Publisher and date: Wild Rose Press, 2018

cover artist: Kristian Norris

 Freed Man seeking woman to partner in marriage for at least two years in the black township of Douglass, Texas. Must be willing and able to help establish a legacy. Marital relations as necessary. Love neither required nor sought.

excerpt: “Our children?” She swiveled in her seat. “You made no mention of wanting children, just marital relations as necessary. I understood that to mean intercourse.”

“I wrote I wanted to leave a legacy.”

“A legacy. Not a dynasty.”

“Legacy. Dynasty. Is there really so sharp a distinction?”

“To my mind there is. I understood you meant to affect future generations—endow schools, found churches, create civic associations. I didn’t realize that meant children. I agreed to having sex, not having children.”

 “Of course I want children.” His brows grew heavy as he frowned. “Doesn’t having sex lead to having children?”

“Not with the right precautions.”

His frown deepened. “Precautions?”

“There are many ways to prevent your seed from taking root, Mr. King.”

“I want children, Mrs. King.”

Her lips twisted and her brow furrowed, but she kept her silence.

“All right,” she said. “You can have children with any woman you like. I won’t stop you. I free you from any claim to fidelity.”

“Legacy—or dynasty if you will—means legitimacy. No bastard will carry my name, not when I have a wife to bear me children.”

“I see.”

Her tone signaled she didn’t.

You can Buy it Here

You can follow Michal here: Twitter – @revannable, @mscottauthor1

backlist: One Breath Away, Stranded

Is there a goal or rule you find that helps you?

11 responses to “Following the Rules #goals #newyear #writing”

  1. I believe this blog post just saved me! Seriously, I followed in Heinlein’s footsteps. I’ve been so stuck trying to follow all thes other ‘rules’ that I’ve grown to not enjoy writing. I’d agree, though, that the 5 rules he outlined are certainly the hardest to follow, but there is no time like the present to begin.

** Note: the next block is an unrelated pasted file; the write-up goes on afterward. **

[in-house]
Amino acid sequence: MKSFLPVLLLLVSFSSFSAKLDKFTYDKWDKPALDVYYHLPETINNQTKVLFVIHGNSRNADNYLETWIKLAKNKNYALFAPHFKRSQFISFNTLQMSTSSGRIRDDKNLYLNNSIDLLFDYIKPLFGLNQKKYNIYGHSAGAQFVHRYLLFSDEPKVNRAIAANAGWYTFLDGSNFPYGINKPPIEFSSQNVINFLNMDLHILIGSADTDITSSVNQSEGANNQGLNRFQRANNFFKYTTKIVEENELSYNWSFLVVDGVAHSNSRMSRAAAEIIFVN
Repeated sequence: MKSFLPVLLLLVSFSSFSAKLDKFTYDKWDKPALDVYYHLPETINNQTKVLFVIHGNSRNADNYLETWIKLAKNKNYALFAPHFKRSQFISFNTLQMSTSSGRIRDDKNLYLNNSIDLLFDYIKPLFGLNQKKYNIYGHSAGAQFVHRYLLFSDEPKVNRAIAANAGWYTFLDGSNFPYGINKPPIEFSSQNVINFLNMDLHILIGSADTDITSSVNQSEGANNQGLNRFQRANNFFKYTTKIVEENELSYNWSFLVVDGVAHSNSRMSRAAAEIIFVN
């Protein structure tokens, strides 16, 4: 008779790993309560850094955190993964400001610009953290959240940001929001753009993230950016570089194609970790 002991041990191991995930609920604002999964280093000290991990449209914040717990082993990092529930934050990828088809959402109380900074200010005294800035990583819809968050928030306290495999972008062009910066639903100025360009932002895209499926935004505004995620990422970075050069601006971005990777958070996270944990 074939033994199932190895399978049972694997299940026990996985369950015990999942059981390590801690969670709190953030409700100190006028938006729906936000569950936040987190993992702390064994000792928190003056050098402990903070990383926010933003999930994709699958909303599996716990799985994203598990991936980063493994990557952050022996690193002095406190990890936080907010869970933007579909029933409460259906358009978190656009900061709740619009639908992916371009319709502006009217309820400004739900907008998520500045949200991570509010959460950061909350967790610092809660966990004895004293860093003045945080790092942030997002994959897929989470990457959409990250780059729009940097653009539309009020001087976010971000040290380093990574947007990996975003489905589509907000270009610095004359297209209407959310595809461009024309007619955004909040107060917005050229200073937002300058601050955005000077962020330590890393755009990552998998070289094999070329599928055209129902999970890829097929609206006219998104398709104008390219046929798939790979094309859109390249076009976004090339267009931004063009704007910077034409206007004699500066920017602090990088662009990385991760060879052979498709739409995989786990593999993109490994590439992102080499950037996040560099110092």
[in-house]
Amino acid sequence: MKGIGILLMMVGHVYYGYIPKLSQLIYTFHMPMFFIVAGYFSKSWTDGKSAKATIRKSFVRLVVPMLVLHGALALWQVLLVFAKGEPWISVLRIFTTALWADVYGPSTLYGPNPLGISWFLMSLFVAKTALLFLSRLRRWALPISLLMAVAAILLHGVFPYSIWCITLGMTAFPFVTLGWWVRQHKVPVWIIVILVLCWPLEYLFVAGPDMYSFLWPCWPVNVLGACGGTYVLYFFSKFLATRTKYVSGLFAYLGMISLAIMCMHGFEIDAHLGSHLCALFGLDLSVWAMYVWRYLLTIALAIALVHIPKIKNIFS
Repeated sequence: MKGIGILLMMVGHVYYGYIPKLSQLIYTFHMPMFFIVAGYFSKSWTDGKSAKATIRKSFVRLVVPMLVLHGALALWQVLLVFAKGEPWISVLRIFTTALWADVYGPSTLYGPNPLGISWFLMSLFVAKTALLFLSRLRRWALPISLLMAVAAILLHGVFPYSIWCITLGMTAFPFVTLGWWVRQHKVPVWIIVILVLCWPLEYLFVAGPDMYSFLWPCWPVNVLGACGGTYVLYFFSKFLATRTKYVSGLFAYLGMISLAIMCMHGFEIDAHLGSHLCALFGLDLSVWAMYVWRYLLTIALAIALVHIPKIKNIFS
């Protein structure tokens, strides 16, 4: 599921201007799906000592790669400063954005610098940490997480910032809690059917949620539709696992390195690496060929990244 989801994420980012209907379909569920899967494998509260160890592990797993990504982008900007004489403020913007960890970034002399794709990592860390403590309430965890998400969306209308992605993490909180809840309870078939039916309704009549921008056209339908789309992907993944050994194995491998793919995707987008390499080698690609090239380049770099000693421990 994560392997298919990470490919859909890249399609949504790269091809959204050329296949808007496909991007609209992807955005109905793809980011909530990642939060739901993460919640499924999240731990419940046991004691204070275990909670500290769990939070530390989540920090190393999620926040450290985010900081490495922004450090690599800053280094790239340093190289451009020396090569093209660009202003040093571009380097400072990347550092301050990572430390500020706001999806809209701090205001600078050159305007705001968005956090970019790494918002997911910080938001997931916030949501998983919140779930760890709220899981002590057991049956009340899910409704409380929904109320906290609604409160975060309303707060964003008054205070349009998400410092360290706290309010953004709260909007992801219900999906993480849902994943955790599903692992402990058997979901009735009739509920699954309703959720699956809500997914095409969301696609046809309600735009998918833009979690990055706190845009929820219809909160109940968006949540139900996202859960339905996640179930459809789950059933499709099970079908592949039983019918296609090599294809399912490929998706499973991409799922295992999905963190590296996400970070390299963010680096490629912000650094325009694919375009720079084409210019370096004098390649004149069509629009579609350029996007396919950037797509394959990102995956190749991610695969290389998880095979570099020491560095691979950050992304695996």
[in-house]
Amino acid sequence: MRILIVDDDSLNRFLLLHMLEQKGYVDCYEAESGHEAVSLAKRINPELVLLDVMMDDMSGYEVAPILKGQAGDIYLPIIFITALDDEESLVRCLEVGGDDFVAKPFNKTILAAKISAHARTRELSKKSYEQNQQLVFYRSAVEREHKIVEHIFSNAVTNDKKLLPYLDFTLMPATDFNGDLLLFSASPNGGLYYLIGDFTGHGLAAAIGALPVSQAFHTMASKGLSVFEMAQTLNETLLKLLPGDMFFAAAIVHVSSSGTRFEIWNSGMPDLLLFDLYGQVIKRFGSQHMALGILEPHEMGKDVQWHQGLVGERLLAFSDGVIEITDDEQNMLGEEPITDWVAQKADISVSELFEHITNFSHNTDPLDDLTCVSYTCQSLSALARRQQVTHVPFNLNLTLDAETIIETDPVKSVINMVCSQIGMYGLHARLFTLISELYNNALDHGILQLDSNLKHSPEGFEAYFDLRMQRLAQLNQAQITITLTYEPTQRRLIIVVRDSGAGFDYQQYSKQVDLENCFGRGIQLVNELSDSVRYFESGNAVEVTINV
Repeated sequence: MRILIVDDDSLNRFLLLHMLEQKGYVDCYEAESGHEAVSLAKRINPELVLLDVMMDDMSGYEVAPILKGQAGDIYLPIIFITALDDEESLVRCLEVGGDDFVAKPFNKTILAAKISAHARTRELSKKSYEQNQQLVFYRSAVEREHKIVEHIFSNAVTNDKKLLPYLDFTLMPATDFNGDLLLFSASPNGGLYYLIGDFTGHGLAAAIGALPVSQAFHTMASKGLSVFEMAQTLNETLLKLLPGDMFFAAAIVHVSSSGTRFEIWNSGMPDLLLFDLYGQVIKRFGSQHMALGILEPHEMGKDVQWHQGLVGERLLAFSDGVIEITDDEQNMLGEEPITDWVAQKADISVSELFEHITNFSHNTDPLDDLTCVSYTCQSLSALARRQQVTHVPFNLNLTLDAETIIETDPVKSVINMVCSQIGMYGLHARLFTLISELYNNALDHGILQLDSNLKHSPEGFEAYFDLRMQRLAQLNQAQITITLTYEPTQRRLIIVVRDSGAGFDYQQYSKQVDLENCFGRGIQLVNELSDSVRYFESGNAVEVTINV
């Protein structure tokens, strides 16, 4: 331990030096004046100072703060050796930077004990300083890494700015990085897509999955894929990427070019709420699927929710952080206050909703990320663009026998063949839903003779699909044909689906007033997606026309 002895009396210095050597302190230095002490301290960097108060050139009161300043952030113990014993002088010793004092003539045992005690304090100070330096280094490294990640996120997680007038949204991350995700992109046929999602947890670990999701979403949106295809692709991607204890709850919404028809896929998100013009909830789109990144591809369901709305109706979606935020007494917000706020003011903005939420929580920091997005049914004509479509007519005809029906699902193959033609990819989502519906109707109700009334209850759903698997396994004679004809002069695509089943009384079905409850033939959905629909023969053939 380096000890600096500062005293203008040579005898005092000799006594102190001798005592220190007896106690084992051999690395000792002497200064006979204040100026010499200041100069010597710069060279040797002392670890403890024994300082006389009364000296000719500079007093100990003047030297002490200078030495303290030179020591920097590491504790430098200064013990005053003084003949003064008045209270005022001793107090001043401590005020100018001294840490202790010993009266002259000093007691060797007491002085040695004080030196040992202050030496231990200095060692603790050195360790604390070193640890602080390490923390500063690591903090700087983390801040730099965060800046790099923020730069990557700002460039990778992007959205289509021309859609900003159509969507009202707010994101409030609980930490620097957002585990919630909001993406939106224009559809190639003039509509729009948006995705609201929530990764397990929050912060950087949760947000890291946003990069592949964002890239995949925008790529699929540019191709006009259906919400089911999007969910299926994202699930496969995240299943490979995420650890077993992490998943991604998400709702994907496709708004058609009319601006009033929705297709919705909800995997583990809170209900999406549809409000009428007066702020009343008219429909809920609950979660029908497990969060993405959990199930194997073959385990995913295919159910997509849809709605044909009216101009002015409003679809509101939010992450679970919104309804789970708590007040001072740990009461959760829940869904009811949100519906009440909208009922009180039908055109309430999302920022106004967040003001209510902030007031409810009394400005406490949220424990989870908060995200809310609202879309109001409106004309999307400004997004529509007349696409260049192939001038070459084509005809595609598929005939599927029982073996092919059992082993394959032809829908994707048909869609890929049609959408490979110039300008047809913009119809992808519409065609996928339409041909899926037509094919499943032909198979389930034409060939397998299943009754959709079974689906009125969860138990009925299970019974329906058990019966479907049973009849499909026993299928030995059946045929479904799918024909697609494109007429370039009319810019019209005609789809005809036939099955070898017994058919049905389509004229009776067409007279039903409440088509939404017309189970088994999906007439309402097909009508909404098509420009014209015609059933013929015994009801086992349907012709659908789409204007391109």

Thank you so much for sharing things here on the blog. It is appreciated.

  2. I love Heinlein and admire his 5 rules . . . but I notice you (like most people) had to slightly revise his third rule — and I like your version much better!

    The original was “refrain from rewriting except to editorial order.” He took stories straight from the typewriter to the envelope. All I can say is that Heinlein must’ve been a freak, because that works for almost no one. We human beings — meaning me, at least — need multiple passes, multiple drafts. I can’t help recall Hemingway’s dictum: “The first draft of anything is shit.”

    • Hemingway knows my first draft LOL. I do plan on trying 1 and 2 for sure lol. I have pretty much decided to self publish so the last to don’t pertain much to me.

  3. Thanks. We can never take someone else’s formula without adapting it. I’d love to see how the drafts he finally submitted were changed with an editor’s help once they were accepted.

  4. Thanks, Delsora. I am determined to be really productive in 2020 and Robert Heinlein’s rules/habits is holding me accountable. I’ll let you know how I make out. : )